Just as a warning, the recipe that will follow is long.  It is time consuming.  You will likely burn yourself.  You should be sure to read it all the way through before you start.  This is the time to start measuring everything in advance if you don’t already.  But your guests will be astonished and you will be busting your buttons with pride.

And, although it isn’t a cake in the strictest sense of the word, this is the grand finale of this year’s monthly Cake Craze post.

Excessively Festive Croquembouche

Recipes spackled together from various sources, including, but not limited to the CIA, Fine Cooking, Martha Stewart, My Mother, and My Mistakes.

Part I: Vanilla Pastry Cream

This can be done up to two days in advance.  If you’re making it in advance, do be sure it comes up to room temperature before attempting to pipe it.  Tip: if you find that the cream is not warming up or seems too stiff to pipe, whisk it together with a tablespoon of whipping cream.

  • 8 oz sugar
  • 3 oz cornstarch
  • 4 c milk
  • 6 eggs
  • pinch salt
  • 3 oz. butter
  • 1 vanilla bean, split and scraped
  1. Whisk together half of the sugar with the cornstarch in a bowl – this keeps the starch from caking when you mix in the liquid.  Whisk about 1/4 c of milk into the sugar and starch combination.  When incorporated, add the eggs and mix.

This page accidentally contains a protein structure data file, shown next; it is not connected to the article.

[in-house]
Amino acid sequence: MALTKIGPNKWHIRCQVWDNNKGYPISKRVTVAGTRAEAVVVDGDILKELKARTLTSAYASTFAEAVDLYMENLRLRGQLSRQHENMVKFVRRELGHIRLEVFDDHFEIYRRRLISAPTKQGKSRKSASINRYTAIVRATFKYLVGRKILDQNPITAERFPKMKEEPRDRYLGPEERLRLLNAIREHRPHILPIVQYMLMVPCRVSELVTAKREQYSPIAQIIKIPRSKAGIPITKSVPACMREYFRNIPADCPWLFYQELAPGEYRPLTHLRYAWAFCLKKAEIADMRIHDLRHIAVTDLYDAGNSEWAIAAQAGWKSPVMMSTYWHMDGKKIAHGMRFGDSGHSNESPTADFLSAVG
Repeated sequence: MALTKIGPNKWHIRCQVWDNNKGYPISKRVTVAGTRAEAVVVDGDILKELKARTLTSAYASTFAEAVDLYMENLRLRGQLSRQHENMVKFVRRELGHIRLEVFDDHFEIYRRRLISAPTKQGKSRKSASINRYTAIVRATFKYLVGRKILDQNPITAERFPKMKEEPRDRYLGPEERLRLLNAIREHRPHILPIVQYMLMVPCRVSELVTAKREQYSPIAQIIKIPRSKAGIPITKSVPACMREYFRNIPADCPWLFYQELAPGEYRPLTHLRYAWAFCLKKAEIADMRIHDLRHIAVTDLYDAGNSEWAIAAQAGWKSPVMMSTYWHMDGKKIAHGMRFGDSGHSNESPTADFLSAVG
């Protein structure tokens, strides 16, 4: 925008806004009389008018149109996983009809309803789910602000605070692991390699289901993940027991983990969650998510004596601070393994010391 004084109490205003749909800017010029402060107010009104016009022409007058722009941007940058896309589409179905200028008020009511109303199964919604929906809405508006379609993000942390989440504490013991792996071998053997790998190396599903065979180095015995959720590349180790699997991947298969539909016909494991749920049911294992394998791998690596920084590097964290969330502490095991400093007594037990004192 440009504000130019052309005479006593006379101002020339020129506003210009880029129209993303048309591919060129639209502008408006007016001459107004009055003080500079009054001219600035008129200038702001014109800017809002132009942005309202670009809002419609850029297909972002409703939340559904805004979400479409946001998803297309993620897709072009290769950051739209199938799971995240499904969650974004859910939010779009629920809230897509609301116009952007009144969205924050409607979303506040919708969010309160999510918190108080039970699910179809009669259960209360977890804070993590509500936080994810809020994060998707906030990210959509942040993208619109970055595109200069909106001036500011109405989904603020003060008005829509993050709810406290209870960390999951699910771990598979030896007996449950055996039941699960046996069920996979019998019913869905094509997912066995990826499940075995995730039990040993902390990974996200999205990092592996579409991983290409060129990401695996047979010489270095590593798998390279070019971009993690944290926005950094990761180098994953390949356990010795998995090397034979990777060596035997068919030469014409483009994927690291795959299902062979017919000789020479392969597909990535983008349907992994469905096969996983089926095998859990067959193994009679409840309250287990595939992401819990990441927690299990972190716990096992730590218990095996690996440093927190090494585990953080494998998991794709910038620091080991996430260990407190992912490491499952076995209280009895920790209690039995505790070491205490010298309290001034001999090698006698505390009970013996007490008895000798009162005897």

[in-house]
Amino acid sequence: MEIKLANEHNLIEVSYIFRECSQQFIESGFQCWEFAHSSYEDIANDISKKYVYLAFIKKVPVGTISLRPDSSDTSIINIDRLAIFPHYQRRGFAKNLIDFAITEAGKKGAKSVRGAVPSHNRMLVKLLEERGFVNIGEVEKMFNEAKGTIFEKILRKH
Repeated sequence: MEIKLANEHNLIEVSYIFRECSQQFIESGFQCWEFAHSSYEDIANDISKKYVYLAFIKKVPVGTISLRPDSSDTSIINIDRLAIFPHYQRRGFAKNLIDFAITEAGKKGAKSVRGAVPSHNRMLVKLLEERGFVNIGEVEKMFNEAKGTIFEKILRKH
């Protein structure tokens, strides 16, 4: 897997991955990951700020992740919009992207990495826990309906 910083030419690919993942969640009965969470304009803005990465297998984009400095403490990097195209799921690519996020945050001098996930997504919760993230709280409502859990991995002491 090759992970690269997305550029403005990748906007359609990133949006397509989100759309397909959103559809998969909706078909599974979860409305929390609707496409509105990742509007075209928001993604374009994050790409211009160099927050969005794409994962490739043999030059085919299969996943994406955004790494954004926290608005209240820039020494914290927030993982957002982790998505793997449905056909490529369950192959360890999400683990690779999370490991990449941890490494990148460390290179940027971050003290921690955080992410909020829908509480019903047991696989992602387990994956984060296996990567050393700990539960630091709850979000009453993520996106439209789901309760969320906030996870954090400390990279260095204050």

2. In a medium saucepan, combine the remaining milk and sugar with salt.  Bring to a boil over medium-high heat, stirring frequently.
  3. Temper the egg mixture: While whisking the eggs, ladle in about 1/4 cup of the boiling milk mixture.  Continue whisking until fully blended.  Repeat until the egg mixture is warm and you’ve incorporated between 1/2 and 2/3 of the milk volume.  Then stream the egg mixture back into the pan with the remaining milk mixture (about 1/3 of the original volume), whisking constantly.
  4. Bring the mixture to a boil and cook for one minute, whisking constantly.  This will cause the starch to thicken and the mixture to become gelatinized.
  5. Remove the pan from the heat and whisk in the butter and vanilla (or whatever other flavorings you’re using – brown butter would be delicious, or booze).